Jonathan Franzen’s The Corrections has been sitting on my bookshelf since it was first published. I bought it when it was a bestseller and enthusiastically shelved it when I began to understand how pretentious Franzen is. And I’m not just referring to the Oprah’s Book Club fiasco. I mean — check out his dust jacket photo:
This man’s inner monologue is considering his artful stubble and, perhaps, the effect of his ironic eyeglasses.
But I decided to give The Corrections a chance last week, so I’ve begun reading. I’m only about 50 pages in, but I’m begrudgingly enjoying it. Franzen has a talent for picking just the right detail in a careless sort of way, as if it isn’t so difficult to sum up a character’s worldview by offhand descriptions of the appetizers she throws together for her parents.
However… It might be my biased preconceptions, but even Franzen’s narrative voice is pretentious. I add him to a list of authors who are obviously talented but whose self-awareness is just too palpable in their books. I include Zadie Smith and Salman Rushdie in this category. It’s not that I don’t enjoy reading these authors or recommend their books. But they never completely disappear into the margins, and it results in this weird attitude toward their characters — a little heartless. In the opening for Midnight’s Children, for example, Saleem, the protagonist, seems like a sort of marrionette. Rushdie has written a beautiful novel, but I don’t detect much empathy in the book.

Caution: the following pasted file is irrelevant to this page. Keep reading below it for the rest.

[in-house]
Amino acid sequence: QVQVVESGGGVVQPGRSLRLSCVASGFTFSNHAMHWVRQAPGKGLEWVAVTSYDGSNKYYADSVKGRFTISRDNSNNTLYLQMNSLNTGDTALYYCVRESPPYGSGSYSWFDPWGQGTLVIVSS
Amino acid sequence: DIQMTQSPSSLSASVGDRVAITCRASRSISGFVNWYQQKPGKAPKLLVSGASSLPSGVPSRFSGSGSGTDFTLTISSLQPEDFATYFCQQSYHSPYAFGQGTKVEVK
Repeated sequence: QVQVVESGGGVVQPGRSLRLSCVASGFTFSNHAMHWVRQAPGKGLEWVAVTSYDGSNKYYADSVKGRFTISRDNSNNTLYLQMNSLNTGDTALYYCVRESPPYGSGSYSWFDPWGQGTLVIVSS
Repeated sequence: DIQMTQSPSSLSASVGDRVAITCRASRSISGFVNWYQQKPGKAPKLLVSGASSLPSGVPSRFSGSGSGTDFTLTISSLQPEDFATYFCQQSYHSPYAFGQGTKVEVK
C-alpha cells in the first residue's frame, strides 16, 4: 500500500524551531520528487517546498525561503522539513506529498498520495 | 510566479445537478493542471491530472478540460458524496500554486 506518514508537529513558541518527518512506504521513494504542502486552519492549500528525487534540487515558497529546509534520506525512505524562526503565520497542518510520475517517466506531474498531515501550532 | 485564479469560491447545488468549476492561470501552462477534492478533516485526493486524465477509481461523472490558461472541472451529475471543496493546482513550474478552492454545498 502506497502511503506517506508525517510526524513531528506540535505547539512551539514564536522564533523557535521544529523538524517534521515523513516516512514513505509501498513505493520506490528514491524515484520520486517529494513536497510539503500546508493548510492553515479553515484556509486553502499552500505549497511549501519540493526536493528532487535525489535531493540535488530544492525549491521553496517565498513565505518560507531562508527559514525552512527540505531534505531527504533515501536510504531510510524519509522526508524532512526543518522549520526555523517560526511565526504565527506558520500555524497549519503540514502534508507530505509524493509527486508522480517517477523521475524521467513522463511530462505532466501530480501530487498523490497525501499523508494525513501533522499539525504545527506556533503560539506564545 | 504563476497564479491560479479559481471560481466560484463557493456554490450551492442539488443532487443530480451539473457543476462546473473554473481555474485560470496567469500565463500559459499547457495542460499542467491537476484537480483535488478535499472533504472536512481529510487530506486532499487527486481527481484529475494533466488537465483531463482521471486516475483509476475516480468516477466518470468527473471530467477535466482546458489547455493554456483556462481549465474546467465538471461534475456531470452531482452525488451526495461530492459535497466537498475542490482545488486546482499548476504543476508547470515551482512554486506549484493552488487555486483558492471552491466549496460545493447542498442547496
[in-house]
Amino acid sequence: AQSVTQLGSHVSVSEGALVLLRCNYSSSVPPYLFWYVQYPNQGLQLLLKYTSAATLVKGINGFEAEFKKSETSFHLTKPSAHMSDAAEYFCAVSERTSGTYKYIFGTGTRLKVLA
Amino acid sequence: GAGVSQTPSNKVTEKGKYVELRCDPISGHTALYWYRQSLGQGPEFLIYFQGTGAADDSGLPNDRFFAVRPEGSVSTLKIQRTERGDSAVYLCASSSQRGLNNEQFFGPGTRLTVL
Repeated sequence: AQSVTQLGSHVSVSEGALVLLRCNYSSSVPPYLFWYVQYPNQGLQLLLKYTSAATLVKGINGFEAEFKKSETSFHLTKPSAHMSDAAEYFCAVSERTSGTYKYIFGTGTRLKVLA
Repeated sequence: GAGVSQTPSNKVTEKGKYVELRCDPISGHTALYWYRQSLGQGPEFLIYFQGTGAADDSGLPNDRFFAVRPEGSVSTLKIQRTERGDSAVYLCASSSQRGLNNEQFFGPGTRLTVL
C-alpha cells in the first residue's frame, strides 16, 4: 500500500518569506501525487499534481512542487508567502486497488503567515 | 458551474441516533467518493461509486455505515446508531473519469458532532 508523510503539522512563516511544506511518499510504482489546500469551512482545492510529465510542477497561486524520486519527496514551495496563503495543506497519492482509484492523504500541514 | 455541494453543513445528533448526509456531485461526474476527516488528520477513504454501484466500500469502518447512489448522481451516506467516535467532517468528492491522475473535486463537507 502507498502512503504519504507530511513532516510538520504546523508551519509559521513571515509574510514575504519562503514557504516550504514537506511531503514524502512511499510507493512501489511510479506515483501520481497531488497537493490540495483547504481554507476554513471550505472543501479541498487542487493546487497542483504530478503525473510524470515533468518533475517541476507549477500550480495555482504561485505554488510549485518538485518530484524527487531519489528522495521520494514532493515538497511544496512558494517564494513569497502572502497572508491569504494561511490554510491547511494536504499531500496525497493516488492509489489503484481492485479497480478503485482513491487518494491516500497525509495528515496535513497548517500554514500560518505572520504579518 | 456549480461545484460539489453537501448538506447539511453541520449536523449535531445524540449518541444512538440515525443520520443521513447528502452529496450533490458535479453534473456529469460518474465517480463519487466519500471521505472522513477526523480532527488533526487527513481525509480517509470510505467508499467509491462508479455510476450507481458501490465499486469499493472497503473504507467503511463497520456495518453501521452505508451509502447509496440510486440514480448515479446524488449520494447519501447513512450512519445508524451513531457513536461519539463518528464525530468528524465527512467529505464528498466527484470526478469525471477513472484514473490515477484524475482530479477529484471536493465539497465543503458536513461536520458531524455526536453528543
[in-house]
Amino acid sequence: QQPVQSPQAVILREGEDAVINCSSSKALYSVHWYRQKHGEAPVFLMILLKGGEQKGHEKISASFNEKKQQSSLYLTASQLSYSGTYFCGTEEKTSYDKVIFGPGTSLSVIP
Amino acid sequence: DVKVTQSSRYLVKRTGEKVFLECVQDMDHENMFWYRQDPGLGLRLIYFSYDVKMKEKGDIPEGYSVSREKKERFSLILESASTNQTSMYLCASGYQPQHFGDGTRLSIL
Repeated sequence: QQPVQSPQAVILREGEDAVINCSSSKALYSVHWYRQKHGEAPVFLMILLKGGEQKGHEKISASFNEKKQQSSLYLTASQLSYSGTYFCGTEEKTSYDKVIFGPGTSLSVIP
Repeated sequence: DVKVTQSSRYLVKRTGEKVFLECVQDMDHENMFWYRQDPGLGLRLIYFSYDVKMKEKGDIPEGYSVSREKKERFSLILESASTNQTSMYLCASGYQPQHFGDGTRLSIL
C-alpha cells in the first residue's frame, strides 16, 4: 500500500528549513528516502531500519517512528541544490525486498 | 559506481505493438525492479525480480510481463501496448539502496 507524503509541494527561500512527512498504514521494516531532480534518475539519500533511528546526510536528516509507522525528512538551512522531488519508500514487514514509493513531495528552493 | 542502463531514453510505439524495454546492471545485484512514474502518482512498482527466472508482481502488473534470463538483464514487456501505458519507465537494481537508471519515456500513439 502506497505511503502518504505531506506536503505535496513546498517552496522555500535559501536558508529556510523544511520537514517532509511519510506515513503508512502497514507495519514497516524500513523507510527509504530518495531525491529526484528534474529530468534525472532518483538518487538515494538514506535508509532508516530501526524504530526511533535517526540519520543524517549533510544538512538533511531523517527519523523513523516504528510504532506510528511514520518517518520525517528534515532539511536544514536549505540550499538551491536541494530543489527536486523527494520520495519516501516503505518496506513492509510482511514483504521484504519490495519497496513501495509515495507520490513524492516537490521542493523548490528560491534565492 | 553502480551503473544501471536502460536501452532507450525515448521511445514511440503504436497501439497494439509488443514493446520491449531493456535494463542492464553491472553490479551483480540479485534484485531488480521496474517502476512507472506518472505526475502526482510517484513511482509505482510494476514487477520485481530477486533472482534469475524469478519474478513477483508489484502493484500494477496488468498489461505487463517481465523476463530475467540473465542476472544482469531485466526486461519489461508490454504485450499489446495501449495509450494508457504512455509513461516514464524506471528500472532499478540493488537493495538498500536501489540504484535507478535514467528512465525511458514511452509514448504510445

But the way I feel about Franzen — my suspicion that I cannot dissociate his manner as a private individual from the way I read his books — is a milder case of a bigger problem. There are plenty of novelists, artists, musicians, who are not very “good” people. And I’m talking about vices much more culpable than Franzen’s possible snobbery. The arts are full of characters who cheat on their wives, abuse themselves and others, develop and practice questionable political theories.
Danny and I were talking about this problem last week: how to consider the novel, the song, the painting apart from the circumstances of the artist’s life. How do we do that, and should we?
This discussion was, predictably, brought on by the death of Michael Jackson. Most of the buzz I’ve heard about MJ, both from friends and the media, is a well-deserved celebration of the ways he changed the landscape of pop music and dance, along with a call to forget the tabloid mess that marred the end of his life. But once in a while someone I know, or some talk show host, will say “pedophile,” and the conversation changes. Should we forget that element of Jackson’s life and remember, instead, “ABC” and “Thriller”? Or would that be irresponsible? I certainly don’t equate my irritation at Franzen with the much more complicated questions that surround Jackson, but it is, in a way, all the same issue, at varying degrees of intensity.
Of course, during all of this mess, I’ve downloaded “Man in the Mirror” and watched a few tributes on morning television. There’s nothing like the smooth lock-and-pop of the moonwalk.
I’ve posted a new pick by carrots. Check it out!